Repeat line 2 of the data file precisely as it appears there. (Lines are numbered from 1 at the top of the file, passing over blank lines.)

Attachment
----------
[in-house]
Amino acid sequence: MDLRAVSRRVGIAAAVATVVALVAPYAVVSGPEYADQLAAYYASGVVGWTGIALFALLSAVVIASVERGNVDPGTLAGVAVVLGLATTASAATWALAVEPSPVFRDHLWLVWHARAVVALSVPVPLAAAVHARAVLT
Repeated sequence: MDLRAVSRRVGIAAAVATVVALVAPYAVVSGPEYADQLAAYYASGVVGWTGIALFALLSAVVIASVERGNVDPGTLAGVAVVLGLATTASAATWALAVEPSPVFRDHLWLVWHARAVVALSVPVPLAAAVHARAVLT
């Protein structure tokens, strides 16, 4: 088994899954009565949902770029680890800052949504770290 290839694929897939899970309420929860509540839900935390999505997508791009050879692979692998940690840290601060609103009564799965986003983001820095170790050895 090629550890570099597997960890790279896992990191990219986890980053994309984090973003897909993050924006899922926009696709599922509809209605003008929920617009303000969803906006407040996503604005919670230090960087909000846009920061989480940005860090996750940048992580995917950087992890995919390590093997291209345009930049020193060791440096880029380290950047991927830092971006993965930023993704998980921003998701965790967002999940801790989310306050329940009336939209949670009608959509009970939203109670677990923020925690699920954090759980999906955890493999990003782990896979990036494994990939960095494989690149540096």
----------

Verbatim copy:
Amino acid sequence: MDLRAVSRRVGIAAAVATVVALVAPYAVVSGPEYADQLAAYYASGVVGWTGIALFALLSAVVIASVERGNVDPGTLAGVAVVLGLATTASAATWALAVEPSPVFRDHLWLVWHARAVVALSVPVPLAAAVHARAVLT